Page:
How to have a zero waste barbecue

As soon as the sun shows his face for longer than 10 minutes, us Brits can’t wait to get our shorts on and light the barbecue.

But have you stopped to think about the landfill waste you might be creating?

What with disposable barbecues, too much food and paper plates, you might find eating al fresco increases both your waist and your waste!

According to the National BBQ Association, the average family has nine barbecues during the summer and spends around £35 on food and drink each time.

So let’s make sure the food ends up in our bellies not our bins and we minimise our impact on the environment as well as our wallets.

‘Value’ packs

It’s tempting to pick up a value pack of barbecue meat but think about the quality and the packaging.

Most bulk packs are on hard plastic or polystyrene trays which cannot be recycled easily and the food is poor quality, containing fillers and plenty of things you don’t want to know about!

By supporting your local butcher, you can buy exactly the amount you need to avoid food waste.

Yes it might be more expensive but the quality will be better which means you can eat less to feel satisfied.

Plus, SOME local butchers will happily fill your own reusable containers to avoid plastic waste.

Compost your plates

Top of the list is to use real crockery that can be washed and reused.

But if you’re planning a big celebration it might not be practical.

You can hire crockery if you’re so inclined or even ask your friends to bring their own plate.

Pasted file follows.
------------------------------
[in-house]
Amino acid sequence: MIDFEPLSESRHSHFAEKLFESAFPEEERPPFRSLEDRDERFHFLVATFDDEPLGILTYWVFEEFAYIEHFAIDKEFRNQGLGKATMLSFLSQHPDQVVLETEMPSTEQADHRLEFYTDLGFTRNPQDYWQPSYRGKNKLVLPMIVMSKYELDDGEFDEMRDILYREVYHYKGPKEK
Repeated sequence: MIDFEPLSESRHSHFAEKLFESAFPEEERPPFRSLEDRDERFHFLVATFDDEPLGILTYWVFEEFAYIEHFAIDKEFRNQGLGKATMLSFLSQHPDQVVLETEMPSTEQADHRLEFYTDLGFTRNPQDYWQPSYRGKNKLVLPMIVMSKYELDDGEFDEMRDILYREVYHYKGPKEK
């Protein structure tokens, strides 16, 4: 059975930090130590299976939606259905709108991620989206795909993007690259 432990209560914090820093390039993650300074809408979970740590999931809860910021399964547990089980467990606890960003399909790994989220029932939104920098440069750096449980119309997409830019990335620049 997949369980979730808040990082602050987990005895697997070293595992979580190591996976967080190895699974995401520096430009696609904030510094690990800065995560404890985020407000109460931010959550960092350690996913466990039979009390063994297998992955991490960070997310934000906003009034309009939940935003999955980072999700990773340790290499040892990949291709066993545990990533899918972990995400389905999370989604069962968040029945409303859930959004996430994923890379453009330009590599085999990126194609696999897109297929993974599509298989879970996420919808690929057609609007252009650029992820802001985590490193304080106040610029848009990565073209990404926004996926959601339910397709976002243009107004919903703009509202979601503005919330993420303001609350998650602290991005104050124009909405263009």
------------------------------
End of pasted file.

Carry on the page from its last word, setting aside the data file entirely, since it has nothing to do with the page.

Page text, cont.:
If you must opt for disposable plates and cups, choose something that is fully compostable.


Provide a recycling container for beer cans and glass bottles and encourage your guests to use them.

This reduces the amount of clearing up you have to do and the recyclables will already have been sorted.

Separate aluminium foil, tetra pak cartons and plastic bottles – in fact anything you can recycle locally.


it’s tempting to buy a disposable barbecue and throw it away after use, but what a waste of resources.

With a few house bricks and the shelves from your oven, you can put together a make shift barbie in no time.

Our last barbecue was made from an old fire grate and broken garden sieve!

Think about how often you use a barbecue; if you only have one or two a year, you might be better off borrowing from a friend or scheme like Streetbank.


Allow leftovers to cool then store them in the fridge.

Make sandwiches, curries or a casserole from leftover meat and use salads and vegetables in soups or chopped up and stirred through cooked rice or pasta.

Likewise with serving food – any tired looking veggies can be put onto skewers; once they are chargrilled and served with a dip, they soon perk up!

What about you – how do you enjoy a zero waste barbecue?

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Rachelle Strauss

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